By Russell Hillenburg, President, Woven Metal Products
Today is National Manufacturing Day, a day we recognize the importance of modern manufacturing careers and encourage the next generation of the workforce to consider this industry for their chosen profession.
As president of Woven Metal Products (WMP), a premier fabrication facility that manufactures reactor and tower internals for a variety of processes, I know firsthand the difference hard-working manufacturing professionals make for our family’s business — and for our customers.
Our country is beginning to recognize that higher learning at the collegiate level isn’t for everyone , and potential employees with trade skills are incredibly valuable to manufacturers — as well as to our economy.
Here are some words of advice for individuals who are determining their future career path — and who may be considering manufacturing as a possible choice.
Manufacturing careers require skill and precision.
Oftentimes people think of manufacturing as working on an assembly line doing the same thing over and over. But there’s so much more to manufacturing and fabrication than just that — and a career in this industry can often look very different from that stereotype and actually require creativity. At WMP, we are always seeking team members with a highly mechanical mindset who have creative thinking and problem-solving skills. To get started, all that’s required are critical thinking skills and drive, and we can teach workers the technical skills they need for success.
Automation isn’t going to take over everything.
According to the 2021 Deloitte Global Resilience Study, 57% of manufacturers are redesigning job tasks using technology, such as automating a previously manual task. While it’s true that technology is changing the way everyone works, nothing can take away the power of human critical thinking and skills. The manufacturing industry will always have a demand for skilled craftspeople who can build up their technical knowledge base. Computers and equipment can automate work to a certain extent, but equipment is an assistant to human workers — not a replacement.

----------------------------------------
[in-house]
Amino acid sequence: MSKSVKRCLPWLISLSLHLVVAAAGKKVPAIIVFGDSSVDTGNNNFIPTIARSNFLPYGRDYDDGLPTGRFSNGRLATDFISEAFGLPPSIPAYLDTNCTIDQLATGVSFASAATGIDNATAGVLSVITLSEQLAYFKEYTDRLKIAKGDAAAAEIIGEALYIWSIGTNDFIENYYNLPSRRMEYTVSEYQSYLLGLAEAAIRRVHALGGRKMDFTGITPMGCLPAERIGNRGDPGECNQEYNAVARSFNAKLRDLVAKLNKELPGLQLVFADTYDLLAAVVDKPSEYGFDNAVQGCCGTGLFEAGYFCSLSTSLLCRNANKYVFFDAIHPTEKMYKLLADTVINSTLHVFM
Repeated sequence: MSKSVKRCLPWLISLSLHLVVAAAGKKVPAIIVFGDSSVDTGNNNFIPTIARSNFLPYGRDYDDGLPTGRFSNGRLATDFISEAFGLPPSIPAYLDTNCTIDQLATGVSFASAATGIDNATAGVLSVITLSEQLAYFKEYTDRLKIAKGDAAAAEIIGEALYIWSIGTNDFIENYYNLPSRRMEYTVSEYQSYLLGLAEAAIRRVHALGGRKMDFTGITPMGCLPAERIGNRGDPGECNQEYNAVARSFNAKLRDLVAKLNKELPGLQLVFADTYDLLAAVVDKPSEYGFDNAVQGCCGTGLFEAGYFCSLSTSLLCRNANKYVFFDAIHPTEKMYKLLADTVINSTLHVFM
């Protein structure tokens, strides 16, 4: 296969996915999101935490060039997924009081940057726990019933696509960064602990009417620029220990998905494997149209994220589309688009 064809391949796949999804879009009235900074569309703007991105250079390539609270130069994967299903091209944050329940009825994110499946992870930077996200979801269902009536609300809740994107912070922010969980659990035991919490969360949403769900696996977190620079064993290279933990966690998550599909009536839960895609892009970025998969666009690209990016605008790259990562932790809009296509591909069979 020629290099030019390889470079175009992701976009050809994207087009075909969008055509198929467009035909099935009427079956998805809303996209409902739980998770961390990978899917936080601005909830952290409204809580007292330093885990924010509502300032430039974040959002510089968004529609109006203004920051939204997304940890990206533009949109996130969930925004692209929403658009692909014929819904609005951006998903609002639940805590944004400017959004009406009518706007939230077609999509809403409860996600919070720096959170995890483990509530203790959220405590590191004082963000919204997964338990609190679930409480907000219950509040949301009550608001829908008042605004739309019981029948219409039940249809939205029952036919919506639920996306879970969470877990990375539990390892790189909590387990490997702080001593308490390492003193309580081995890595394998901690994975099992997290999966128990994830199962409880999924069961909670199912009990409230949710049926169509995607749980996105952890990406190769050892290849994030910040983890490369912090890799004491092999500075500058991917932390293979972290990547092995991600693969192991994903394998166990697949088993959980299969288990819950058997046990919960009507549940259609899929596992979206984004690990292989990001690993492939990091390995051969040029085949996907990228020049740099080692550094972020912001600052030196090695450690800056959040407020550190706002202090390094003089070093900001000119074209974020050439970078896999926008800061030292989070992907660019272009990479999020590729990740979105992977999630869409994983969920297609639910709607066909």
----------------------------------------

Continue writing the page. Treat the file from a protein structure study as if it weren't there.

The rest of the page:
Now is a great time to jump into the industry.
It’s true that the manufacturing industry is facing a workforce shortage with U.S. manufacturing expected to have 2.1 million unfilled jobs by 2030. Added to that — the industry overall is facing a skills gap for specialized positions. (More than three-fourths of industrial organizations say reskilling their workforce is important for their success, but only 10% are ready to do so.)
Retirees who hold the industry knowledge base are leaving the workforce, and employers are looking to fill their spots with motivated, trainable workers. I encourage those who are just embarking on their career journey to consider a profession in manufacturing and fabrication for not only job security, but also for the diversity of projects, opportunities to be creative, leverage craftmanship and more. These positions have been around for over a hundred years, and they’re not going anywhere. There will always be a need for specialized workers in this field.
There’s room to grow once you get started.
At WMP, we’ve seen many of our shop team members work hard to specialize in their trade, as well as learn our business. They’ve worked with our team for years, sometimes decades, and have moved up within the company — even to executive roles. We’ve made a point to define a formal growth path for employees, so our skilled workforce can be led by those who have the firsthand experience and know-how to deliver the best products and service for our customers. We’re also passionate about providing a learning environment for our team, so they can not only have the tools to do their job, but also to grow in their career.
I’m proud of the team at Woven Metal Products, and I’m grateful for their drive to learn, innovate and provide superior fabrication services and custom solutions for our customers in the energy, refining, chemical and process industries. As the next generation of the workforce is embarking on their career paths, I’m optimistic that we’ll keep seeing some of the best and the brightest workers use their skills for this industry.
Reach out if you’d like to connect or to find out more about careers at WMP.
 2021 Deloitte Global Resilience Study. Referenced at https://www2.deloitte.com/us/en/insights/industry/manufacturing/manufacturing-industry-diversity.html
 National Association of Manufacturers (NAM) Manufacturers’ Outlook Survey. https://www2.deloitte.com/us/en/insights/industry/manufacturing/manufacturing-industry-diversity.html/#endn
 2020 Deloitte Global Human Capital Trends Study. https://www2.deloitte.com/content/dam/Deloitte/us/Documents/human-capital/us-report-2020-eri-hc-trends.pdf